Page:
Phone no.: 020 7098 0570

Fax: 020 7098 7672

E-mail: psmith@example.co.uk

www.example.co.uk

 

 

What has been done correctly in this e-mail?

  • The subject line is short and to the point.  
  • The greeting is appropriate and reflects the sender’s relationship to the recipient.
  • The introduction makes a very friendly reference to a previous encounter.
  • The main body is made up of several paragraphs.
  • The most important details are presented in a table.
  • The end of the e-mail contains a call to action.
  • The signature is comprehensive and contains all important details.
  • No unnecessary attachments.

How to format a professional e-mail: yes or no?

NO

YES

Spelling mistakes: Spelling and grammar mistakes make a terrible impression. It tells the reader that you have not made a lot of effort in compiling the e-mail.

Proofread: Before you click ‘Send’ you should read through your e-mail at least once to avoid embarrassing mistakes.

Wrong greeting: If you misspell a name or mix up someone’s gender/title then you will anger the reader before they even set about reading the mail.

Correct title: Before you write an e-mail you should make sure that you are using the appropriate title of the recipient.

No attachment: Hit the ‘Send’ button too quickly? If you make reference to an attachment and then forget it, then you will be forced to send a follow up e-mail.

Check attachment: Before sending your e-mail you should always check if the correct attachment is in the final draft.

Emotional tone: Communicating via e-mail can lead to misunderstandings. Using overly emotional language can quickly cause tension.

Neutral tone: For professional e-mails a neutral/friendly tone is always the best choice. This will mean the best opportunity for the reader to take in all important information.

Convoluted sentences: Complicated sentence structures lead to confusion. Information can be misunderstood and even overlooked.

Short and sweet: Make sure to use sentences that are precise and easy to understand. Facts can be presented via lists, etc. making them a lot easier to take in.

Abbreviations: Anyone using abbreviations runs the risk of the reader misunderstanding or failing to understand your message. Readers will have to look up the meaning themselves or make assumptions about what they mean. It may also be that they ultimately just ignore the abbreviation.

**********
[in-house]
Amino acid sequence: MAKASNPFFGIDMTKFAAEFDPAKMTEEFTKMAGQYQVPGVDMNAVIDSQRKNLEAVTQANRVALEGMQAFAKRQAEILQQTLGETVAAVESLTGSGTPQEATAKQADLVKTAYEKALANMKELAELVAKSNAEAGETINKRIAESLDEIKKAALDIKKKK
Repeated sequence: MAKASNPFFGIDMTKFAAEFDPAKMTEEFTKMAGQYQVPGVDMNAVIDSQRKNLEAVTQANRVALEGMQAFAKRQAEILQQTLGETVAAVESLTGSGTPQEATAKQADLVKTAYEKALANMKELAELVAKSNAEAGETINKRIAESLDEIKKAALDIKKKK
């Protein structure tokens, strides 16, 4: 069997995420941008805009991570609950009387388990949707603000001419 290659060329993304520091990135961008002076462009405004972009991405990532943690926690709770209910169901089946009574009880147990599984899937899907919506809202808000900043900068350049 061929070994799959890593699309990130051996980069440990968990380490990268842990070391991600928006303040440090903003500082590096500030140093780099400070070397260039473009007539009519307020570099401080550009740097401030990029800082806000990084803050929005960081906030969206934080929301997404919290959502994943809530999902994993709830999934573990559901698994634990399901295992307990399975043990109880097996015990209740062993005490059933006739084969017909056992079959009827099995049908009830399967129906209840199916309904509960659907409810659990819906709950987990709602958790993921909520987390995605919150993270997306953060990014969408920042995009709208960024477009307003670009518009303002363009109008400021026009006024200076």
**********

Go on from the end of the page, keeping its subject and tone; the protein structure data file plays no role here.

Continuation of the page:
Elaborate: The target audience should always be at the centre. Avoiding abbreviations will inevitably lead to you having to write more, but will also ensure that the reader understands everything that is being communicated.

Irony: Meaning something different to what you write is something that is hard to communicate via e-mail. Written irony is something that is very hard to master and understand.

Get to the point quickly: Your writing should undoubtedly reflect what you mean. With business e-mails it is quite rare that humour achieves the desired effect.

Emoticons: Smileys, emojis, and emoticons can sometimes help to depict a positive tone but can also be very unprofessional.

Just be friendly: You don’t need pictograms/illustrations to create a positive tone in an e-mail. Friendly and personalised questions show a lot of respect towards the reader.

Poor formatting: Poorly formatted e-mails are fun for no one, especially the reader. Something like a lack of paragraphs can become even more annoying displayed on a smartphone.

Good layout: A well-structured layout make it so much easier for the reader to absorb information. An easily accessible text can allow the reader to concentrate better on the content.   

Too long: If someone gets to the end of an e-mail and no longer knows what was written at the beginning, then this is a big problem. These days most people do not have the time to read and re-read every e-mail.

Stick to the bare essentials: Of course there are some topics that require longer explanations and discussions. However, when it comes to complex subjects, you should try and stick to the minimum amount of detail. This allows for more clarity around the whole general topic.

Unnecessary e-mail: It is logical that anyone who is constantly checking whether a mail is at all relevant will not have a lot of time to engage with its content.

Call up personally: Some things are much quicker and better explained over the phone. Following this, the notes from the conversation can be compiled in an e-mail.

Ignore cultural differences: Not all mannerisms and behaviours apply to every culture. This can mean that a desire for conciseness, which may be applicable here, is completely out of place in Japan.

Embrace multi-culturalism: When writing an e-mail, always make sure to address the recipients individually. You can improve your communication tenfold by making this effort; especially with international partners, and by adapting to their mannerisms.